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  FATHER COUGHLIN, HUEY LONG, & UPTON SINCLAIR; VOICES FOR THE DISAFFECTED IN 1930s AMERICA

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INTRODUCTION

Unlike Hasting's frugal family who fought off the depression, others were not so fortunate and some out of desperation looked to the Federal government, and even FDR personally, for an answer, as suggested from this excerpted letter, and indeed the the many letters, compiled by historian Robert S. McElvaine in his book, Down and Out in the Great Depression: Letters from the Forgotten Man:

Lawndale, California
Feb. 1-34

Most Honorable President:

I am writing you this morning in all faiths, that if I can get word to you of our horrible plight you might not pass it by unnoticed.

I am a mother of seven children, and utterly heart broken, in that they are hungry, have only 65 (enter cent sign here) in money, The father is in L.A. trying to find something to do,--provisions all gone--at this writing--no meat, milk--sugar--in fact, about enough flour for bread two meals--and that's all, I have two children in High School--and our pride isn't all gone, our story is this--and if we have a chance we can care for ourselves and be happy.


We have a boy 17 yrs. old who is capable of holding a good position as a musician, is an excellent French Horn player, I have been told by good musicians he is a professional now. There is a job he could have had a while ago in the C.W.A. program of music that would help us out. but this is being handled thru county we could not take advantage of it, having not been here a year.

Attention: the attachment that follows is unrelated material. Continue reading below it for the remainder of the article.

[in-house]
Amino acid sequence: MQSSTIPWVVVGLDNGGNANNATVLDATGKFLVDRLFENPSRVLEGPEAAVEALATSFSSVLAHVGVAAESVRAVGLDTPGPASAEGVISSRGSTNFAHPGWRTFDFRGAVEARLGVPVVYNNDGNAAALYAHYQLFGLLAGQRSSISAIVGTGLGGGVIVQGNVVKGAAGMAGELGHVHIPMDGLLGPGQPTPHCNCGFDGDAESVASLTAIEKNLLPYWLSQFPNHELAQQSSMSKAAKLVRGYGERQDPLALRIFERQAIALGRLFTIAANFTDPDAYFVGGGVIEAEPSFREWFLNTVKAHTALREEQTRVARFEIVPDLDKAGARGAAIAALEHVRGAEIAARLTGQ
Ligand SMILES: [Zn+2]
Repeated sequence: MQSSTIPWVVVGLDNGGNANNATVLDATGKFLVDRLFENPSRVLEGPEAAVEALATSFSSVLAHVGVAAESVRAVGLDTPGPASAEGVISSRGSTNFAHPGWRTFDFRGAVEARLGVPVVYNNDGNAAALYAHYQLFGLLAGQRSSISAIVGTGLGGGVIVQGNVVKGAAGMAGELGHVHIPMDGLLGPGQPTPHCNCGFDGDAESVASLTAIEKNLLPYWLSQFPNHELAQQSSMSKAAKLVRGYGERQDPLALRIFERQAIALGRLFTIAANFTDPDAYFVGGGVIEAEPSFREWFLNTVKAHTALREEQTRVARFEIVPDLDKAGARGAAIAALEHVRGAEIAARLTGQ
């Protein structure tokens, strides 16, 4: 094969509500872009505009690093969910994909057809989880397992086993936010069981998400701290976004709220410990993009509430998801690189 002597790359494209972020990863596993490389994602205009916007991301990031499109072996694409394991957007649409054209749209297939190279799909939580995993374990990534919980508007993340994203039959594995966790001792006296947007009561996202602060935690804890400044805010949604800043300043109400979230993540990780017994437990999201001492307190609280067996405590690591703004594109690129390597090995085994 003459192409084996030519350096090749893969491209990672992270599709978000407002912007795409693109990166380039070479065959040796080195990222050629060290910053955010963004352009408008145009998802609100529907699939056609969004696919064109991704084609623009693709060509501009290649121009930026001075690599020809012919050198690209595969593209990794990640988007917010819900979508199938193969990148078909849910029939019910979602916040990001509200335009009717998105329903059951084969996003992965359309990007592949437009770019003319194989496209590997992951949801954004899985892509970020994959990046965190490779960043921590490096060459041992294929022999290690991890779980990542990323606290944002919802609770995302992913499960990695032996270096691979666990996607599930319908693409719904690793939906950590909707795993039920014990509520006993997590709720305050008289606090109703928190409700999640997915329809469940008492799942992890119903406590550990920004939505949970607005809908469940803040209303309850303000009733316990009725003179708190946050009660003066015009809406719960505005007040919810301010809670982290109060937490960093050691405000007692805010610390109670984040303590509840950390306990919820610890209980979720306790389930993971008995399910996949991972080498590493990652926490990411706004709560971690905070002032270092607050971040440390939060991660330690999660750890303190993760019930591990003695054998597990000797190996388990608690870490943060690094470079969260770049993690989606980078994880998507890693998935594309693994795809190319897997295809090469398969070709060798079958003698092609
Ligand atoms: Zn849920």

. . . O, President, my heart is breaking, as I see him go from home with half enough to eat, and go all day with out a bite of lunch, to be sure he could beg his lunch but he's to proud to beg as long as he can help it, and I have spent the day yesterday praying God to help me bear this, and as I tried to prepare their very scarce breakfast, {illegible} that came if only the President could know he would help you to help your selves, and on this impulse I try to tell you. . . . O, what a burden and how helpless I am, how proud I am of my children, and how dark a future under this condition.


Their father is 62 yrs. old--a preacher a good carpenter--a saw-filer--but Industry won't hire a man This age, scarcely, even if they are strong in body, and he has no church to preach in--so--


O, surely there's a place for us in the world. . . .


I humbly pray God's Divine blessing on you, for you have tried every way to help the people.


Very Sincerely,

Mrs. I. H.

(McElvaine 57-58)

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